Apple is doing damage control today after reports that high school students were working illegal overtime on the iPhone X assembly line. You might even be able to guess which supplier operates the plant they were working at—and not because the list of iPhone X assemblers is so short.
Trouble on the iPhone X assembly line
Six students who were working at Foxconn’s factory in Zhengzhou, China told the Financial Times that they “routinely” work 11 hours a day on the iPhone X assembly line. According to Chinese law, high school students are not allowed to work that many hours. The six students were all working at Foxconn on internships.
In fact, they say that there are about 3,000 students in total from the Zhengzhou Urban Rail Transit School who have been working there on internships since September. The six students are between the ages of 17 and 19, and they told the Financial Times that three months working in the factory was mandatory “work experience” that was needed to graduate.
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Ms. Yang, who wouldn’t give her first name because she was concerned about being punished, told the newspaper that she was learning to work as a train attendant. She also said that they “are being forced” by their school to work at the factory, adding that her work on the iPhone X assembly line “has nothing to do with our studies.” She assembles up to 1,200 cameras for the iPhone X daily.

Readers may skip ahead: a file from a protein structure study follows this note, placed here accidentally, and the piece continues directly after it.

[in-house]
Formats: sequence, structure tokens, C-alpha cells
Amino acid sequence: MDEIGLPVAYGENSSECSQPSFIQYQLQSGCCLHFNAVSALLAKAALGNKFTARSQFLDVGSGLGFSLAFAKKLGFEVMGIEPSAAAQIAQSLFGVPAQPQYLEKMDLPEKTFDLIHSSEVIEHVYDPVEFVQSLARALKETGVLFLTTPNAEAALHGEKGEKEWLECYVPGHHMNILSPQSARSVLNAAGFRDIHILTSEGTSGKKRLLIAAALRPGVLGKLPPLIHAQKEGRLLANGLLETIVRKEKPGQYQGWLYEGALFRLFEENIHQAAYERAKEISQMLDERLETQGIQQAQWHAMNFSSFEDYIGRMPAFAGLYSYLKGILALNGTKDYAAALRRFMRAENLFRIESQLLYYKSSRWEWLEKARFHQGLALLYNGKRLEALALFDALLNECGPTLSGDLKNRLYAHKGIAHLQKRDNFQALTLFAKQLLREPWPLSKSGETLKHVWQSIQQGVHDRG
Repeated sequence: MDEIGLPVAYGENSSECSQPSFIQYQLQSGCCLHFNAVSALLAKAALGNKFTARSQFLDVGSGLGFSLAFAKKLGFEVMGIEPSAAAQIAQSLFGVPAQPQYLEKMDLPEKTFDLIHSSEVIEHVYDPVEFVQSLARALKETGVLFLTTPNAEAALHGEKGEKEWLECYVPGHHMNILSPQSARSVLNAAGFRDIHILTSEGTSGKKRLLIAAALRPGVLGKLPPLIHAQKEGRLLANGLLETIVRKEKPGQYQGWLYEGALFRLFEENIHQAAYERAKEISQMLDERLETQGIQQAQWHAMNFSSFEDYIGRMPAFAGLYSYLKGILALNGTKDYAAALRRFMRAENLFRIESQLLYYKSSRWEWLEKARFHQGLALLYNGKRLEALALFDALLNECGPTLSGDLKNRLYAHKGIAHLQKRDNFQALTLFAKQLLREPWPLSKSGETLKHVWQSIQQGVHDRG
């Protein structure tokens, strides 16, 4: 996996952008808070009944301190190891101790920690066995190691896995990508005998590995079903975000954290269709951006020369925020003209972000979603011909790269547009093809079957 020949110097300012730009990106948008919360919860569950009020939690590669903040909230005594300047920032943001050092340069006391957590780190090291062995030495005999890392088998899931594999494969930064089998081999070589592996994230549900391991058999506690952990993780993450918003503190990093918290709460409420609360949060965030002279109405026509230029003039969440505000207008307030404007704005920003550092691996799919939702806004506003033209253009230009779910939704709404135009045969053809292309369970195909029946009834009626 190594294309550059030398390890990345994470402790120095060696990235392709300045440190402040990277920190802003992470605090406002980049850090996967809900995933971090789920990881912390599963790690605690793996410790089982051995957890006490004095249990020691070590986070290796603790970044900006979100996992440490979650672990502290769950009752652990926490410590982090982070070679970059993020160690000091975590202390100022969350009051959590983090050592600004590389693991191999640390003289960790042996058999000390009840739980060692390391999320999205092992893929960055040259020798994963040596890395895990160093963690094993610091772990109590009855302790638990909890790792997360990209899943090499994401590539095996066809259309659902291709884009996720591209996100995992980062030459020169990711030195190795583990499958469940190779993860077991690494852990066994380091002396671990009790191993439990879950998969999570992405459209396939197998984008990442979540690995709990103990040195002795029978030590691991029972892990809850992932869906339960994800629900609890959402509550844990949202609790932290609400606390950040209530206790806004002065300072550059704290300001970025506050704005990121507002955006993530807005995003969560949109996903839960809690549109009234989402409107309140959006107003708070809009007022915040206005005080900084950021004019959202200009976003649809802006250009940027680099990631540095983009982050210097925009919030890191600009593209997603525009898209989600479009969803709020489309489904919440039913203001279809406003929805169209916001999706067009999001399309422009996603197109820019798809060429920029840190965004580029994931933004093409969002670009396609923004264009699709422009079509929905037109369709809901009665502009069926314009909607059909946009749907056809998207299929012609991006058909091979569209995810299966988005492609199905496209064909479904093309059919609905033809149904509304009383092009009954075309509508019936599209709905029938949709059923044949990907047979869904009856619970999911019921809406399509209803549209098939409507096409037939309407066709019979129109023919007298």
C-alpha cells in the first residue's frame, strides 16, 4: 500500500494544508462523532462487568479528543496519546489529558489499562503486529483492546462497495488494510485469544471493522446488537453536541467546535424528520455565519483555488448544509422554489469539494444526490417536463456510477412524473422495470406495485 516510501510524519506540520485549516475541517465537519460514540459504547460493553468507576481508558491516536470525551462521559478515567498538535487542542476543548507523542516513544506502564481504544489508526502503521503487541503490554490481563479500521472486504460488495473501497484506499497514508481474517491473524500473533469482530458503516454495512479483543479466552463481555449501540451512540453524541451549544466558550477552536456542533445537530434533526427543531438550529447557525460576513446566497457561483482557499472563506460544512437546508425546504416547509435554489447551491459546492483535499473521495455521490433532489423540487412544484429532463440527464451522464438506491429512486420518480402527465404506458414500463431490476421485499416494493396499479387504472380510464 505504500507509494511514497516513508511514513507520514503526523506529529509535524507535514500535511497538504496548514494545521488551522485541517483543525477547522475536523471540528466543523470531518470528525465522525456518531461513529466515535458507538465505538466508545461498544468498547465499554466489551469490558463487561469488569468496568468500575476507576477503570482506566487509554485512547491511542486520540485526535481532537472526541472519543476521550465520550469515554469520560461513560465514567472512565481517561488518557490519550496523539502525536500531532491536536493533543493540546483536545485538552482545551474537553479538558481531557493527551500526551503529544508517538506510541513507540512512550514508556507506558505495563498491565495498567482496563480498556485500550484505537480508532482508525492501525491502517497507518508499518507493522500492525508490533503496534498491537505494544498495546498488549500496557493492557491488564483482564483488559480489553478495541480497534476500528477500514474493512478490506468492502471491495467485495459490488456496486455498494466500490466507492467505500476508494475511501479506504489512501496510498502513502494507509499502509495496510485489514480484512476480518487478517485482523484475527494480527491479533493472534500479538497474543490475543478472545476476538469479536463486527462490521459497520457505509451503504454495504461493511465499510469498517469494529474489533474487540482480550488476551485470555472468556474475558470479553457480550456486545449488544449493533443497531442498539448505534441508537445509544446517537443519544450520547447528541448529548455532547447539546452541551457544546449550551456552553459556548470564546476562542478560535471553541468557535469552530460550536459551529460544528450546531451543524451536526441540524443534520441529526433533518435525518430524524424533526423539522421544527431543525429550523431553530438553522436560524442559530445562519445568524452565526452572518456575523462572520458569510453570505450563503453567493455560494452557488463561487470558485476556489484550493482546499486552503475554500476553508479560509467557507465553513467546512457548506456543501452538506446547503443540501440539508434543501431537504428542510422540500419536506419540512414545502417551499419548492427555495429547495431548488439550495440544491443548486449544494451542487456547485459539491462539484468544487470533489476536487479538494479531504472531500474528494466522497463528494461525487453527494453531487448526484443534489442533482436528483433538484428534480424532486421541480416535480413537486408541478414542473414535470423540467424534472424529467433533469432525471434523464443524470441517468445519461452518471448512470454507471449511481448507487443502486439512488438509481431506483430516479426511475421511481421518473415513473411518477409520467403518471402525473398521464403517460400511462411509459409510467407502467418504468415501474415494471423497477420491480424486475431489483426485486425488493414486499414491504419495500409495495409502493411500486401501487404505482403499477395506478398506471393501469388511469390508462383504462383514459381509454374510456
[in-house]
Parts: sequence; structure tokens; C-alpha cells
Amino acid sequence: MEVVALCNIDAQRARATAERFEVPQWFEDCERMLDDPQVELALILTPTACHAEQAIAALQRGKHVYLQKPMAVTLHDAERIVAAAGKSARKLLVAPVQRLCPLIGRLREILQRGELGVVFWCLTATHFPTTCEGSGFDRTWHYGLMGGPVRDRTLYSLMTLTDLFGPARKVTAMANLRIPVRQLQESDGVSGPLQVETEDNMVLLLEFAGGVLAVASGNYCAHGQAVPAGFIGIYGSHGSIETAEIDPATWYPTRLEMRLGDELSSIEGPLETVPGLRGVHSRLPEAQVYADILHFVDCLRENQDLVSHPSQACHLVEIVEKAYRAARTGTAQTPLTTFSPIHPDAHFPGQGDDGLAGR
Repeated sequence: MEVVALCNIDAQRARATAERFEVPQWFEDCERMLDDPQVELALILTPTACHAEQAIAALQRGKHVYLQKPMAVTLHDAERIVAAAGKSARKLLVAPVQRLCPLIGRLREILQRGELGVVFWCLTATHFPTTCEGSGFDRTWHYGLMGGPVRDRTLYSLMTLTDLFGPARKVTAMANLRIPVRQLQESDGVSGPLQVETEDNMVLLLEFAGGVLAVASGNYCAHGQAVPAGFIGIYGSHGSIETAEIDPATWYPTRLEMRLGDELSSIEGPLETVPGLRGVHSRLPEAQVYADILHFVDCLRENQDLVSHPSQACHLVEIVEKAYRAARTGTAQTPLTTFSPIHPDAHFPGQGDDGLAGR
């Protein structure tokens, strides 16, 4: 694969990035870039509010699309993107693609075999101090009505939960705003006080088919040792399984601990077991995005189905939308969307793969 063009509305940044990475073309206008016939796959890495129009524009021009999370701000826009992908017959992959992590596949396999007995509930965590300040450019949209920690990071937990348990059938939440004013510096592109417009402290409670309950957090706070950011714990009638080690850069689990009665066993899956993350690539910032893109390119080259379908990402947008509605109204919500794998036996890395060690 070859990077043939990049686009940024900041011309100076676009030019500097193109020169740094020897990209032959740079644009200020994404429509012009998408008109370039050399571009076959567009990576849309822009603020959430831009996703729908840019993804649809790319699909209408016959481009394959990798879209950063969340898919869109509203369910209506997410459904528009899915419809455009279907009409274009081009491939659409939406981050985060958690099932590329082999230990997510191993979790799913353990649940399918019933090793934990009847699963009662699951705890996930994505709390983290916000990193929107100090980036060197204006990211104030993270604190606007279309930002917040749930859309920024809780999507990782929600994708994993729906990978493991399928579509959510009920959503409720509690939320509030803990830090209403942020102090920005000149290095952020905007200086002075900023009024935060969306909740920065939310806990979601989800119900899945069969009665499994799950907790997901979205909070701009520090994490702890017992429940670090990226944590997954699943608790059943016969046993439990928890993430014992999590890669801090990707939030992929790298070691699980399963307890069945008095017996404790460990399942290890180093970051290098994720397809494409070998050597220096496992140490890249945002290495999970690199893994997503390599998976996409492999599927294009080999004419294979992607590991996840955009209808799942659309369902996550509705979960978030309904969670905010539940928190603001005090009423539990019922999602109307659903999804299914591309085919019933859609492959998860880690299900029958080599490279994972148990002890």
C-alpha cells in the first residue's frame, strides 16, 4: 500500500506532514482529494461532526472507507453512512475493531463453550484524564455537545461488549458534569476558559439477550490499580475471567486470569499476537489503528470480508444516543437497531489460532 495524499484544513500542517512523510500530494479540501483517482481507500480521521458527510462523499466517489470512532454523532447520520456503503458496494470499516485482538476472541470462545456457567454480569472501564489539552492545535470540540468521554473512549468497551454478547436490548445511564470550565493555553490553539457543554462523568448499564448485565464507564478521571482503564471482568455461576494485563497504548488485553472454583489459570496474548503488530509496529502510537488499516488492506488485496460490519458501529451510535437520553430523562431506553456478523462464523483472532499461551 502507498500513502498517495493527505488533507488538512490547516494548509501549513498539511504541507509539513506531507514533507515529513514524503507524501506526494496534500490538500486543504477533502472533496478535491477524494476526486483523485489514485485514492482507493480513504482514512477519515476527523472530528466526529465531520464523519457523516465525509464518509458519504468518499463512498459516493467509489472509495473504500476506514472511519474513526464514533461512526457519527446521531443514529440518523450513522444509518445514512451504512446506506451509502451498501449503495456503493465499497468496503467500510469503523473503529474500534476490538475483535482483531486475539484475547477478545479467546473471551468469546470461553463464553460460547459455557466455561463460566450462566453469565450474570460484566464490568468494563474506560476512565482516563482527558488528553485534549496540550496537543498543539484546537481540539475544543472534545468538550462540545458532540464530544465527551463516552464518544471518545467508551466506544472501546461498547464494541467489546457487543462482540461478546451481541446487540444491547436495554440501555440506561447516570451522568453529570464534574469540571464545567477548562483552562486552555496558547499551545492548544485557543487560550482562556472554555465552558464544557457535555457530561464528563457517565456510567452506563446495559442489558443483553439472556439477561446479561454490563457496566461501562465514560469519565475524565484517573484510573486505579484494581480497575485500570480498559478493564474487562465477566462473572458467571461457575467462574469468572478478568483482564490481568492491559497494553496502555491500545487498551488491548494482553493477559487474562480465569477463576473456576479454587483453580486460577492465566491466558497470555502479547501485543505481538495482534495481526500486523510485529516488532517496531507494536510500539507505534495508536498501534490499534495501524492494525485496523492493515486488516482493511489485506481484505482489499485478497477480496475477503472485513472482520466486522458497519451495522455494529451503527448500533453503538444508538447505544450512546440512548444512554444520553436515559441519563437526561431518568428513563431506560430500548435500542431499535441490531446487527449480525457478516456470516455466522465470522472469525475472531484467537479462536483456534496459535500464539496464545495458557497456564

Apple and Foxconn respond
Although the students’ school refused to comment on the report, both Foxconn and Apple told the FT that they did discover that some students were working extra hours on the iPhone X assembly line or in the factory. The companies said that they are taking action.
However, they denied that the students who were working overtime were being forced to do so. They said that the extra hours were taken on voluntarily. Apple told the media outlet that it was aware that student interns were “working overtime at a supplier factory in China.” The company also said that it had “confirmed the students were working voluntarily, were compensated and provided benefits,” although the students “should not have been allowed to work overtime.”
Foxconn corroborated Apple’s statement but added that the student interns who worked overtime violated company policies, which state that students may not work more than 40 hours each week.
iPhone X assembly line running behind schedule
It comes as little surprise that this report centers on the iPhone X assembly line more than any other part of Foxconn’s operations. Apple’s suppliers have been struggling to churn out enough units to meet the strong demand, and with the busy holiday shopping season now upon us, this demand is only going to get greater. It’s standard operating procedure for Foxconn to take on a lot of extra workers during busy times of the year, but apparently, the number of workers needed this year was much larger, a Foxconn employee told the FT.
It also comes as no surprise that the labor complaint comes from workers at a Foxconn factory. Although it’s been years since any serious allegations like this have come out, Foxconn, also known as Hon Hai Precision, has been in trouble multiple times in the past. Pegatron, which also assembles some iPhone models, has also gotten in trouble for labor violations in years past.